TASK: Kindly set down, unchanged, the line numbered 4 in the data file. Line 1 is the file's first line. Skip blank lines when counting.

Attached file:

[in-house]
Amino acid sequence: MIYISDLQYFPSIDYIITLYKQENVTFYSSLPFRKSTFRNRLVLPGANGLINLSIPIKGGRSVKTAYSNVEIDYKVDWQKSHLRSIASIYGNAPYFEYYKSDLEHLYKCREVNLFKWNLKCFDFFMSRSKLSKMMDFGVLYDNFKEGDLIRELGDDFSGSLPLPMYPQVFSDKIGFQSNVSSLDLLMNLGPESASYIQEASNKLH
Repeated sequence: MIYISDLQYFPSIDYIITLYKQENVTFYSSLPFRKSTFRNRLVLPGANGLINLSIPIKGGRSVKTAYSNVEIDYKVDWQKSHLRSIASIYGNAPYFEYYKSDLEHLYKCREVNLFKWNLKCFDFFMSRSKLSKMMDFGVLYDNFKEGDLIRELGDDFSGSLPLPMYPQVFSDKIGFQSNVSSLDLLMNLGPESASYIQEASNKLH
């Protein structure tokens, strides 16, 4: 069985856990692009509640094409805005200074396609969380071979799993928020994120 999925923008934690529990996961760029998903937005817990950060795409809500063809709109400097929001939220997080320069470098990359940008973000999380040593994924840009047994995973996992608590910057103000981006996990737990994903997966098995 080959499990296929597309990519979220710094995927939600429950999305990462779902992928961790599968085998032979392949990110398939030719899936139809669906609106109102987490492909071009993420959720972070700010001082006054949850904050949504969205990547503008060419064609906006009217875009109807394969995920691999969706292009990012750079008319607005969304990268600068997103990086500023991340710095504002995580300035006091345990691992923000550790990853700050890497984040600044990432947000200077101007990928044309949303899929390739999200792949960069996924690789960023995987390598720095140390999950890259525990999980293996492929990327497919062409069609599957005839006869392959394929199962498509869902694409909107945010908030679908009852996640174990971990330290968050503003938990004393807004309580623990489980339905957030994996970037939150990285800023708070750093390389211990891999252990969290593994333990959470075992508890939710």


């Protein structure tokens, strides 16, 4: 069985856990692009509640094409805005200074396609969380071979799993928020994120 999925923008934690529990996961760029998903937005817990950060795409809500063809709109400097929001939220997080320069470098990359940008973000999380040593994924840009047994995973996992608590910057103000981006996990737990994903997966098995 080959499990296929597309990519979220710094995927939600429950999305990462779902992928961790599968085998032979392949990110398939030719899936139809669906609106109102987490492909071009993420959720972070700010001082006054949850904050949504969205990547503008060419064609906006009217875009109807394969995920691999969706292009990012750079008319607005969304990268600068997103990086500023991340710095504002995580300035006091345990691992923000550790990853700050890497984040600044990432947000200077101007990928044309949303899929390739999200792949960069996924690789960023995987390598720095140390999950890259525990999980293996492929990327497919062409069609599957005839006869392959394929199962498509869902694409909107945010908030679908009852996640174990971990330290968050503003938990004393807004309580623990489980339905957030994996970037939150990285800023708070750093390389211990891999252990969290593994333990959470075992508890939710």